How seriously are outside conservative groups opposing the debt ceiling compromise negotiated in part by Republican Speaker John Boehner and Senate Minority Leader Mitch McConnell?
We’re not going to get a better deal now. The GOP is scared of its own shadow. At least, however, at least . . . at least we may get some real entitlement reform.
Lastly, the tears of the left on this are delicious. For that alone, I want to support this deal. But because of the foregoing reasons, I can’t support this deal. However, it could be worse.
Rush Limbaugh came out with a very similar tone this afternoon on his talk show. In the first few minutes of his show, Limbaugh stated that “I’d love to support [the compromise deal]… there are supposedly no tax increases in it,” before eventually going on to say he doesn’t actually support the plan.
The wishy-washy criticism is telling – it suggests that even hard-line conservatives like Limbaugh and Erickson understand the power of their influence, and the consequences of their actions.Could it be that somewhere, beyond all the rhetoric of the previous months, they understand the repercussions of lobbying hard against the compromise? That in such a frenzied and rushed scenario, they recognize that a harder line in opposition to the deal could change a few ‘yes’ votes into ‘no’ votes, and cause a real blow to the U.S. economy?
More difficult to understand is the position of Republican presidential candidate Mitt Romney, who after a long delay announced Monday morning that he opposed the deal:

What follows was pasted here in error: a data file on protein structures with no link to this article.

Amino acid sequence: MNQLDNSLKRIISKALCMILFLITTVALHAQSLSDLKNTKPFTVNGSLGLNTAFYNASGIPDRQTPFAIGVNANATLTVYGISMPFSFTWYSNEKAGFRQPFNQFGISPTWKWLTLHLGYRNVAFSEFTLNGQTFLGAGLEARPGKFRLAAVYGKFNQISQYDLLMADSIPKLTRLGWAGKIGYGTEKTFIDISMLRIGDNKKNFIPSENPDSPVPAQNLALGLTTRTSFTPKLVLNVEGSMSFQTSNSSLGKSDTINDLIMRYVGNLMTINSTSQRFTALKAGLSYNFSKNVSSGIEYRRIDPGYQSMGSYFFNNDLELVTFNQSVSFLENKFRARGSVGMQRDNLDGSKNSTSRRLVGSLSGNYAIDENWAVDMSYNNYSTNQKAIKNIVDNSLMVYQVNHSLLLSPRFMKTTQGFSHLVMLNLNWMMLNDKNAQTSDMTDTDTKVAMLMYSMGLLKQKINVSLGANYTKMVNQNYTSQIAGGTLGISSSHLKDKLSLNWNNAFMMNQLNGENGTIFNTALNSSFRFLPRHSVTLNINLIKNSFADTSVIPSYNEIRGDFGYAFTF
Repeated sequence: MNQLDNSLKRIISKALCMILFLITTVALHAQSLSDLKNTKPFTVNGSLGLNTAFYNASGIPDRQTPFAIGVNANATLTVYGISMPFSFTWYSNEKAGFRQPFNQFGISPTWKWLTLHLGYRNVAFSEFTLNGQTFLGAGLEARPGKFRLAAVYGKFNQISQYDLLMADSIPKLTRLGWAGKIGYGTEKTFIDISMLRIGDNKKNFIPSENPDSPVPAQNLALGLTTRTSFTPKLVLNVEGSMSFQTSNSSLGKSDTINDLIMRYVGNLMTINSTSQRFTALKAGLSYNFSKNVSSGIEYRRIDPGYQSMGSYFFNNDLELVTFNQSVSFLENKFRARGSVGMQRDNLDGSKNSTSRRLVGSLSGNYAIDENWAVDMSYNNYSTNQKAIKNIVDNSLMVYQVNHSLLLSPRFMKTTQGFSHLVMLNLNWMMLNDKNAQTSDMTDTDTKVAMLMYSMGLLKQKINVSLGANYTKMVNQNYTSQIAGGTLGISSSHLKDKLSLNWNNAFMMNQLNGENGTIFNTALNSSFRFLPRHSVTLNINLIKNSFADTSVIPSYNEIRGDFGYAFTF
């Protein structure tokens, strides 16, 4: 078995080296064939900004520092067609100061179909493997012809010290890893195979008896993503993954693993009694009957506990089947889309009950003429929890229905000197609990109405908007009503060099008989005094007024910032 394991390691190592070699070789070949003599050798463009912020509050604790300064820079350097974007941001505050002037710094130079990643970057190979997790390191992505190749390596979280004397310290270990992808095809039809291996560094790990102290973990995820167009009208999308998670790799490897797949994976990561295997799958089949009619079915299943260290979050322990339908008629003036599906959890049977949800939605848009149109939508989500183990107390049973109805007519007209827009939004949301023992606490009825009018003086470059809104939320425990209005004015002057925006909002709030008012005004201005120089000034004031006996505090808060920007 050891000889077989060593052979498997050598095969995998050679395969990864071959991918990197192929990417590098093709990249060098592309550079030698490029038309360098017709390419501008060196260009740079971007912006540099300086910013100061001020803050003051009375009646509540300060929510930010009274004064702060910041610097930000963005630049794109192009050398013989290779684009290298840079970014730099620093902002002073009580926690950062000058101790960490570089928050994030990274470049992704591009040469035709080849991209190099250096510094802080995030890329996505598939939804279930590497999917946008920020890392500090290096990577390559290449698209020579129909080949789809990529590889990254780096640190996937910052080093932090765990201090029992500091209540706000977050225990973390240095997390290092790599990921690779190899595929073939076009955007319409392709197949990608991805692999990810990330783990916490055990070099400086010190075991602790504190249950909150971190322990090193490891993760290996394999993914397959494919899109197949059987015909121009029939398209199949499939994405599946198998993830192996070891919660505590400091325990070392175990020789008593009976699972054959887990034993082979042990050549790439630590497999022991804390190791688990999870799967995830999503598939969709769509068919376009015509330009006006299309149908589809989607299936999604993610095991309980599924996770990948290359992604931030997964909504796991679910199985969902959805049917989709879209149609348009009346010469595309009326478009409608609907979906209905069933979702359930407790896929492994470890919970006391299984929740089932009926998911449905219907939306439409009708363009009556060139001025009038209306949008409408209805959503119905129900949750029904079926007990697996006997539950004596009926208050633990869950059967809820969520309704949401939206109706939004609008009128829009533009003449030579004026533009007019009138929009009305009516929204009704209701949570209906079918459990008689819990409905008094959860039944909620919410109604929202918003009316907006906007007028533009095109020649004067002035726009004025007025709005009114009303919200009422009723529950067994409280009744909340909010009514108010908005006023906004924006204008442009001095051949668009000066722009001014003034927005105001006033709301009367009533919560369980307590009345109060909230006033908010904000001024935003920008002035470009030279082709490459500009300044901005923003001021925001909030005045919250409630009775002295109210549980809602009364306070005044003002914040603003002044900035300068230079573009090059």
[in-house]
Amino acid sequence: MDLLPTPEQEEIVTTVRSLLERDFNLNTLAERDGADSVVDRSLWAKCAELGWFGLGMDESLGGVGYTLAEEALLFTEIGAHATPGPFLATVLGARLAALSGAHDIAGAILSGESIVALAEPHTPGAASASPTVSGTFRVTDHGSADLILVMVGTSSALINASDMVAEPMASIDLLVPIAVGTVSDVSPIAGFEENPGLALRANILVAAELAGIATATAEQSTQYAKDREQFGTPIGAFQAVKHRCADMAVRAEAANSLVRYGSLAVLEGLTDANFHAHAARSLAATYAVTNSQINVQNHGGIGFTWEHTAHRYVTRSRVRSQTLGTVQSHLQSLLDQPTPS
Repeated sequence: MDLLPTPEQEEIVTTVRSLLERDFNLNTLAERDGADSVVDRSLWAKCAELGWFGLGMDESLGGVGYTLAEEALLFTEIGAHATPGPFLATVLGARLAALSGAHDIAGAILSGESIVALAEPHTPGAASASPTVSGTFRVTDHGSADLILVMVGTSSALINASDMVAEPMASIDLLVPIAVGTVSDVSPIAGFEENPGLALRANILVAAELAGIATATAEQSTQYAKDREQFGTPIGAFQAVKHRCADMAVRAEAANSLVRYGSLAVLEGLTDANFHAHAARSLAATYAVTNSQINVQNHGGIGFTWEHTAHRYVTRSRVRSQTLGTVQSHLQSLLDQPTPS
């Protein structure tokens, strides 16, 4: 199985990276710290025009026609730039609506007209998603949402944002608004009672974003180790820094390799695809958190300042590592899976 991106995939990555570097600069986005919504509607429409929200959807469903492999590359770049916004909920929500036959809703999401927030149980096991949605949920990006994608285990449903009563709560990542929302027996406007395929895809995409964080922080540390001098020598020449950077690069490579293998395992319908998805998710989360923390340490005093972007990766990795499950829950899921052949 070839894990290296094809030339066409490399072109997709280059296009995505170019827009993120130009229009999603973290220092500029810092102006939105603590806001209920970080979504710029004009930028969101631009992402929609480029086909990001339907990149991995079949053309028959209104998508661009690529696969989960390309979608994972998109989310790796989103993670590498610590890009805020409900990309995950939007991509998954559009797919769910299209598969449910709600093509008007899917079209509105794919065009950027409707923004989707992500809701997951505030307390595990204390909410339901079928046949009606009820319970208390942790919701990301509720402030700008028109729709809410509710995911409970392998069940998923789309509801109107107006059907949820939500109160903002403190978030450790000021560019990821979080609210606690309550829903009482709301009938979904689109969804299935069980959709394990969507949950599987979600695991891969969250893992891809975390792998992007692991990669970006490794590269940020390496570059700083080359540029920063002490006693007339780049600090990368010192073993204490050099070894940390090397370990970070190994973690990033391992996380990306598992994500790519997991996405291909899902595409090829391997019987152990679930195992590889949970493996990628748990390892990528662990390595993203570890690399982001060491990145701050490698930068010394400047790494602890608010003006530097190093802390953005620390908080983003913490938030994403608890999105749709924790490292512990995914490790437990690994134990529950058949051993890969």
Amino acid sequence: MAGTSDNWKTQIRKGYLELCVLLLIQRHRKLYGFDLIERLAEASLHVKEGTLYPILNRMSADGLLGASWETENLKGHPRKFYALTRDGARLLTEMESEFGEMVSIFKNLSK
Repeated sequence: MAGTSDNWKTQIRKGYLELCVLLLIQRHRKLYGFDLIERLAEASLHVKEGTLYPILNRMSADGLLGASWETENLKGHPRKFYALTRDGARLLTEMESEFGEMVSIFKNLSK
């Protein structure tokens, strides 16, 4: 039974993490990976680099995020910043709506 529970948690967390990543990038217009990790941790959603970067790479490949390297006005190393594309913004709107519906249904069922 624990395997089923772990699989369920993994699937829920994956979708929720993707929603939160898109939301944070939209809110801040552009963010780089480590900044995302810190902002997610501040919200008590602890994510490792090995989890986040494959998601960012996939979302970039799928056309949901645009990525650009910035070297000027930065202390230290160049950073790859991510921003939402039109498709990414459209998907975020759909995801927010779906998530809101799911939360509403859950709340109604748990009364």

“As president, my plan would have produced a budget that was cut, capped and balanced – not one that opens the door to higher taxes and puts defense cuts on the table. President Obama’s leadership failure has pushed the economy to the brink at the eleventh hour and 59th minute. While I appreciate the extraordinarily difficult situation President Obama’s lack of leadership has placed Republican Members of Congress in, I personally cannot support this deal.”
Almost every other position taken by conservative groups seems easier to comprehend. Grover Norquist and Americans for Tax Reform can sign off on it because there are no certain tax hikes. The U.S. Chamber of Commerce can sign off because the alternative – the failure of the compromise bill – would be devastating to its members.
And yet Romney seems to have less cognizance of what his position would mean if actually put into effect than Limbaugh or Erickson. This would make little sense, unless he figures that no one really believes that he opposes the debt ceiling bill, or that he has little influence over its passage.
This evening, Republicans and Democrats in the House are expected to vote on the compromise bill. Seems like we’ve reached an odd juncture when that the more responsible thing to do would be to listen to the better angels of Erickson and Limbaugh – which at least recognize the advantages of the deal – than to Romney’s dismissal of the plan.